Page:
Loaded: Make phone calls from Gmail
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Loaded: Make phone calls from Gmail1:57 /
You can now stream Netflix on your iPhone or iPod, Craigslist is being asked to stop their adult services section, and you can make voice calls in Gmail.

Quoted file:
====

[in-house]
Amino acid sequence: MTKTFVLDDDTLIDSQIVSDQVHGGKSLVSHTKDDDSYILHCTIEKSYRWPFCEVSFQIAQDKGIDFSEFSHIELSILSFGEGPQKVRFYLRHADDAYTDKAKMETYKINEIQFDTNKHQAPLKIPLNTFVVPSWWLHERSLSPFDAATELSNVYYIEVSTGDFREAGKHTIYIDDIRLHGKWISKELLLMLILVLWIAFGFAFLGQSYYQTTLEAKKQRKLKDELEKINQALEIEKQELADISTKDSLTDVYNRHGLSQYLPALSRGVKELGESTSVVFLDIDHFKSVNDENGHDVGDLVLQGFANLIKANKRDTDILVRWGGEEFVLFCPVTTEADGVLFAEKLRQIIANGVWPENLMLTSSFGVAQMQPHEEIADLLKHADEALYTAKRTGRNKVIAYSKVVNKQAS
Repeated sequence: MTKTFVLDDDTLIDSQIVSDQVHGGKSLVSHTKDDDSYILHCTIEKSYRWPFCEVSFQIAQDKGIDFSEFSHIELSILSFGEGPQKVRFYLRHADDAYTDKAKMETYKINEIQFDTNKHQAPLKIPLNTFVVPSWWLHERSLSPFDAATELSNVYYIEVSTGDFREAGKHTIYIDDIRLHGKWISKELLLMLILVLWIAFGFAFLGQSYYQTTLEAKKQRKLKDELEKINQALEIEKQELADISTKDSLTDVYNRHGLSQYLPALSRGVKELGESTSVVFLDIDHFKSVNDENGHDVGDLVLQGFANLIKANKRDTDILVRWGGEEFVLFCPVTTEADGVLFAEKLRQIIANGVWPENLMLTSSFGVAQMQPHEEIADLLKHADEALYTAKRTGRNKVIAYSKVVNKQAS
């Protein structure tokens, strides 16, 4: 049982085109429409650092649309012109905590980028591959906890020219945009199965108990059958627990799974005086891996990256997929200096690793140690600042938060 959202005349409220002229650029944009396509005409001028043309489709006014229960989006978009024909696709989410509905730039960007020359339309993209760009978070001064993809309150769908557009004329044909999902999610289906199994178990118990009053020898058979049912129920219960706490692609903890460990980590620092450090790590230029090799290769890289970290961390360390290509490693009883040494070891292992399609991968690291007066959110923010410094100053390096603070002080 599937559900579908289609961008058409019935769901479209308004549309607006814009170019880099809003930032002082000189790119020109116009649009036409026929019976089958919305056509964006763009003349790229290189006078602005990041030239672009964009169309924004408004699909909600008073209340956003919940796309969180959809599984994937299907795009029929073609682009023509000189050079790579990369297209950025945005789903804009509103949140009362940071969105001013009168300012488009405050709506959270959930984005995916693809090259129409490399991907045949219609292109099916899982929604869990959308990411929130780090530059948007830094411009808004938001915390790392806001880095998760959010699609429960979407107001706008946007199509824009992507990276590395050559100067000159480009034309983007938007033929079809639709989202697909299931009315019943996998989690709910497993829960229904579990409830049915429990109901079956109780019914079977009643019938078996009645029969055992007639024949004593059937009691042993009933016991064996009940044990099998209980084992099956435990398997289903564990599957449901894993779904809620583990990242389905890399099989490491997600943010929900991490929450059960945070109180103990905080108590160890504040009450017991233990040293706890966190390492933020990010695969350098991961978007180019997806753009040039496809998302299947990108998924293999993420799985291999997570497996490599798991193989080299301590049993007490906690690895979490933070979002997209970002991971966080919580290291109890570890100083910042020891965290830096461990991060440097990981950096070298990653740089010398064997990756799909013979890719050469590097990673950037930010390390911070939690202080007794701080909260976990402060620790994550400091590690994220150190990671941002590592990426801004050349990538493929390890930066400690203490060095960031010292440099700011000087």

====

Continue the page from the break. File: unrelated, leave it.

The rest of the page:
It's Thursday, August 26th. I'm Mark Licea and it's time to get loaded. GMail is letting users make voice calls. Anyone with GMail can call any phone number in the US for free. You can also link your GMail and Google Voice accounts. You won't need a Google Voice account unless you want to make international calls, but if your accounts are linked, then your inbox will be notified when someone calls. Calls made in the US and Canada are free through the end of the year and calls made to outside countries will cost 2 cents a minute. The service should be up and running today. If you want streaming Netflix on your iPhone or iPod, you can have it. The app is available for free now and if you have a Netflix account then you can stream movies over Wi-Fi and 3G and manage your Instant Queue right from your device. Craigslist is being asked to discontinue their adult services section. Attorney generals in 17 stats are saying that the adult services section is recognized as prostitution ads including trafficking children. Craigslist says they support the attorneys general in ending child trafficking. The site's founder, Craig Newmark, says they are doing more than any other site to help filter out underaged prostitution. Apple released a security update for Mac OS10. The update fixes vulnerabilities in the current OSX so if you haven't updated yet, you can do so by using Software Update. And Windows 7 will have a new feature that lets you play between your handheld and a console. Microsoft says they're working on phone to console real time, although it won't be available at launch. What they will have at launch is something called companion-type gaming where you play a level on your phone to unlock a special weapon or feature or level for the console version of that game. Those are your headlines for today. I'm Mark Licea with CNET.com and you've just been loaded.